In a few weeks, our politicians will appear on TV screens talking about the great moment in which change took place, and the gains that were made for the people through the “democratic” constitution and the “cooperative” parliament.
But after 18 years, real change has become just a dream, a distant memory. Powerless Iraqi citizens have discovered that these past 18 years were a continuation of the era of Saddam Hussein. Perhaps recent Iraqi history was just an experiment in burning every shred of change; the sectarian jockeying for positions and scramble to snatch up the spoils of the post-Saddam era spoke volumes, and if simple Iraqis were feeling hopeful after the statue of Saddam was toppled, they were soon disappointed to discover more Saddams among them.
The Iraqi political scene after 18 years begs the question: What is the meaning of the sacrifices of Iraqis to end Saddam’s dictatorship only to find themselves faced with other dictatorships of gratuitous killing, silencing, intimidation, treason, and explosives planted under the very eyes of our “heroic” police? The Iraqis did not imagine that their sacrifices to rid themselves from the “Believing Leader and his Commandments”, as Saddam was referred to, could spawn new dictatorships, and that officials who rode in on the tanks of democracy, today go into a frenzy whenever they hear mention of a civil state, and whenever people yearn for better times.
Today, our politicians want citizens to be distracted by explosive packages planted near shops selling alcohol, under the pretext that they are contrary to religion, without addressing in any way, shape, or form, the religious ruling for the thief, the fraud, or the opportunist. Likewise, they refuse to bring up religion when it comes to the gangs that impose political and economic monopoly.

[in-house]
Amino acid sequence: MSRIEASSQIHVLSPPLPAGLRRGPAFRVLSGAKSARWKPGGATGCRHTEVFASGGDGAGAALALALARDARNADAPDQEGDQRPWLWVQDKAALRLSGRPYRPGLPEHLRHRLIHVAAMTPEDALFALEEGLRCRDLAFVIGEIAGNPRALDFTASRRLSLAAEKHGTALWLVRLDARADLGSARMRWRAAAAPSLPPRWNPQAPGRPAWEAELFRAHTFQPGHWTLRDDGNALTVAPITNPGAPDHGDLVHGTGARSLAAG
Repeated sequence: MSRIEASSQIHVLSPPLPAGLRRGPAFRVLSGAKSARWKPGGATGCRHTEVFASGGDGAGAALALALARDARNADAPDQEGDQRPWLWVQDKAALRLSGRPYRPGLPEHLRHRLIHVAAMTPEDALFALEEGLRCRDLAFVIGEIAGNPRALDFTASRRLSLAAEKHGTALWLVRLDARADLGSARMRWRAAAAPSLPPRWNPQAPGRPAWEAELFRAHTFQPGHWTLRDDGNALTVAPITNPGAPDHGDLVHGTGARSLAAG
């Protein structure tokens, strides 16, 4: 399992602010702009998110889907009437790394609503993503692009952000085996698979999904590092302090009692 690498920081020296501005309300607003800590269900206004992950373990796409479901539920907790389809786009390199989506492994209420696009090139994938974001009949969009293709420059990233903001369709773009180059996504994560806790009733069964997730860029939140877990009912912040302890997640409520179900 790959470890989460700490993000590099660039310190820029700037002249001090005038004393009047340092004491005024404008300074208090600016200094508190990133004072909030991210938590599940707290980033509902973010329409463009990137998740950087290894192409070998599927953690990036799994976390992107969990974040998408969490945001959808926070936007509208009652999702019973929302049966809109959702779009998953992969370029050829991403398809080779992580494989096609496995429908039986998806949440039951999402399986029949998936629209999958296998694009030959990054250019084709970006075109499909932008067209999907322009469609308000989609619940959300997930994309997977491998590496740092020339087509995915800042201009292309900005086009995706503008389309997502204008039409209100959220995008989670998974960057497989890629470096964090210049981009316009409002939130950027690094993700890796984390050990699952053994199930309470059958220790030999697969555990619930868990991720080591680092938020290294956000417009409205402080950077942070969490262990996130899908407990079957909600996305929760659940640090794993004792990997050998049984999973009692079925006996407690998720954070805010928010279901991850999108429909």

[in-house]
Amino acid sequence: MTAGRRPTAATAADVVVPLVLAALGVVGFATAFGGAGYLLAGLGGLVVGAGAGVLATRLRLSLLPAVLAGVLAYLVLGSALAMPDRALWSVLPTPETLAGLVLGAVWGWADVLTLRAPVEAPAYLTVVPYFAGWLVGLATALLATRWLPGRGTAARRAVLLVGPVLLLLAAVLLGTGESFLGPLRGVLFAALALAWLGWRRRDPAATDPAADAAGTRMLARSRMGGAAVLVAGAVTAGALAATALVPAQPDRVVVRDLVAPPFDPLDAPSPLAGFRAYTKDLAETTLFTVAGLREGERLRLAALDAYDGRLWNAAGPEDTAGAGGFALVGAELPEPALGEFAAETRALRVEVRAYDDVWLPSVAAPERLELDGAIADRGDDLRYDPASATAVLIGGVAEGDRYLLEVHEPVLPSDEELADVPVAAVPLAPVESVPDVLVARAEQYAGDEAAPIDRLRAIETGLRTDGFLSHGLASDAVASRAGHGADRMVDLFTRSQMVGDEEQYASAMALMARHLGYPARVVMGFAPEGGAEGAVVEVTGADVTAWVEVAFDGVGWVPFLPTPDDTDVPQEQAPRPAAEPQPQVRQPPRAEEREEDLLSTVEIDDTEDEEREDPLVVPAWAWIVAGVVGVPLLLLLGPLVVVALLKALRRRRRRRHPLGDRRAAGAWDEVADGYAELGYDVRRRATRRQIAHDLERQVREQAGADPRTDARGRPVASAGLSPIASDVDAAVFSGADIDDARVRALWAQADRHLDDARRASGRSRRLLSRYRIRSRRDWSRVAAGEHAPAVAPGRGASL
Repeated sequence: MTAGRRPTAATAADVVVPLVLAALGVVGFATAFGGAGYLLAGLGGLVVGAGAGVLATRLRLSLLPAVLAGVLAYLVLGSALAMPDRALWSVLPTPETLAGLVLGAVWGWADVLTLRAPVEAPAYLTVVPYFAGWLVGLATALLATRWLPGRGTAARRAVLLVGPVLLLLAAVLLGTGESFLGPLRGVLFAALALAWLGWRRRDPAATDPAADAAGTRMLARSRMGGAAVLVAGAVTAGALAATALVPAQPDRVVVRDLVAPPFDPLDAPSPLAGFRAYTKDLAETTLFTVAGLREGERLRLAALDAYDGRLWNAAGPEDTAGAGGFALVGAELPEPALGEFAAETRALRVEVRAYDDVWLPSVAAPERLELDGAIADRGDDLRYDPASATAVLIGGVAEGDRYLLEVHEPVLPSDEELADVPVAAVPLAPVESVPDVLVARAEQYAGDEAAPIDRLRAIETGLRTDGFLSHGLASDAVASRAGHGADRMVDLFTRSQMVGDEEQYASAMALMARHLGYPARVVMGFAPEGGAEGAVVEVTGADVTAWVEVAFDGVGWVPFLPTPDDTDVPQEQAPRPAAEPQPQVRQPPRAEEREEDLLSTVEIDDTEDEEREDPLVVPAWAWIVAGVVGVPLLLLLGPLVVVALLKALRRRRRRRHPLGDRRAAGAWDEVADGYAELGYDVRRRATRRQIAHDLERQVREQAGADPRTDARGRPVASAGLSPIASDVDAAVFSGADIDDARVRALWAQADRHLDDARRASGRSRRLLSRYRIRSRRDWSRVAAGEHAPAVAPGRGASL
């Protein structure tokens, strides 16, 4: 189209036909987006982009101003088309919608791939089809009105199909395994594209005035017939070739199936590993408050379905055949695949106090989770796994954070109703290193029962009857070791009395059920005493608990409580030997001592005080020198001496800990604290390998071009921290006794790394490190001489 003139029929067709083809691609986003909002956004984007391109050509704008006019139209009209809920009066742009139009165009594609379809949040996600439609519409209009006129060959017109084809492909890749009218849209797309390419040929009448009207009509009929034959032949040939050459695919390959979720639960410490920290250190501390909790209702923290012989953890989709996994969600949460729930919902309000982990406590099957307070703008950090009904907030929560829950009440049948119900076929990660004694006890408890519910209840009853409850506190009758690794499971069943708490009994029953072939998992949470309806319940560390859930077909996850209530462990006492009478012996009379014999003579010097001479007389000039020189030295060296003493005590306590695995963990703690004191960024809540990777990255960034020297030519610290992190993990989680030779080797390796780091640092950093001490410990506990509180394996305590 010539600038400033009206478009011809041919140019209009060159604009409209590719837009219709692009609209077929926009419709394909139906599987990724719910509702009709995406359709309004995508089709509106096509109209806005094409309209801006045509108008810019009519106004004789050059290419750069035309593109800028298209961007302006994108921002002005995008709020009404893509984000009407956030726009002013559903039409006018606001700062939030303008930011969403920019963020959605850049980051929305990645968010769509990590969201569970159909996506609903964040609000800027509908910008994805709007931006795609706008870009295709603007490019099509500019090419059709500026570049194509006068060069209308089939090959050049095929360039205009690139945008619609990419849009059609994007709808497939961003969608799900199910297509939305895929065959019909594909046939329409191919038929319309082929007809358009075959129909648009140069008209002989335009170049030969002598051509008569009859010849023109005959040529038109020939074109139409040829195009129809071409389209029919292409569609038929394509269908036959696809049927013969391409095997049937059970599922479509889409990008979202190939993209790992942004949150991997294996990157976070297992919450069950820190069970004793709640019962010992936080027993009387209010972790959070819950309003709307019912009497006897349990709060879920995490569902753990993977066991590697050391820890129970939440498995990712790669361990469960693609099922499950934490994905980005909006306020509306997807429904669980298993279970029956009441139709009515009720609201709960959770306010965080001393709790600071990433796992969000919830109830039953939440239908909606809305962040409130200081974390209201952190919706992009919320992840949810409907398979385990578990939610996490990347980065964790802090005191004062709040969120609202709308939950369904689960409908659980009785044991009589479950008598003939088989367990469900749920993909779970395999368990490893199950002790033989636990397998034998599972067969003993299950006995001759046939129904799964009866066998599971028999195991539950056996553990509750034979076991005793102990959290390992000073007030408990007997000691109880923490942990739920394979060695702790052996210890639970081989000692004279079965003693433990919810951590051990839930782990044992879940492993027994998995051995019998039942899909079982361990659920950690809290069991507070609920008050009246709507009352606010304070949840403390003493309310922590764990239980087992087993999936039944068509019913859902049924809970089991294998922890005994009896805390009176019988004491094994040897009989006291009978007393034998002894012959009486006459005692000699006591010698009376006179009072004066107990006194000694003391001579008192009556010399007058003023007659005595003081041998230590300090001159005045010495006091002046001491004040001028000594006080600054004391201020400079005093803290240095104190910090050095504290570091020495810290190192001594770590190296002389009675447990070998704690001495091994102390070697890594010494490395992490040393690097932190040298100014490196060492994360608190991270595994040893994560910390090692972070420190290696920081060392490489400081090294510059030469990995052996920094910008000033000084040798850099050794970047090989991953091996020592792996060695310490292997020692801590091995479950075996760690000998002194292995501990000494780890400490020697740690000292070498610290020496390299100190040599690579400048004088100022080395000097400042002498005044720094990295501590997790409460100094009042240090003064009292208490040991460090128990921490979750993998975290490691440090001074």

They play the religion card to justify planting explosive packages, killing those who disagree with them, and the disappearance of youth, while they ignore the side of religion that sees theft, killing the innocent, and destroying society as major sins.
The bloodshed and lack of respect for human life and dignity is nothing more than an attempt to impose a fait accompli, a way to let people know that the ruling parties are here to stay.
People were hoping for politicians that would strive for general well-being and social justice, instead our politicians strive obsessively for religious legitimacy for plundering the country and persecuting its people.
They will say that Saddam’s regime is the root of all woes, and they forget that the Americans toppled the dictator’s statue 18 years ago in hopes that Iraqis could live under a new regime that would secure stability, prosperity and social justice for them.
The main issue that preoccupies people today is not alcohol shops or clubs, but rather this question: Have our inspired leaders forged even a single pathway through which people feel that their aspirations for change have been achieved?
This piece was originally published in, and translated from, Iraqi outlet al-Mada.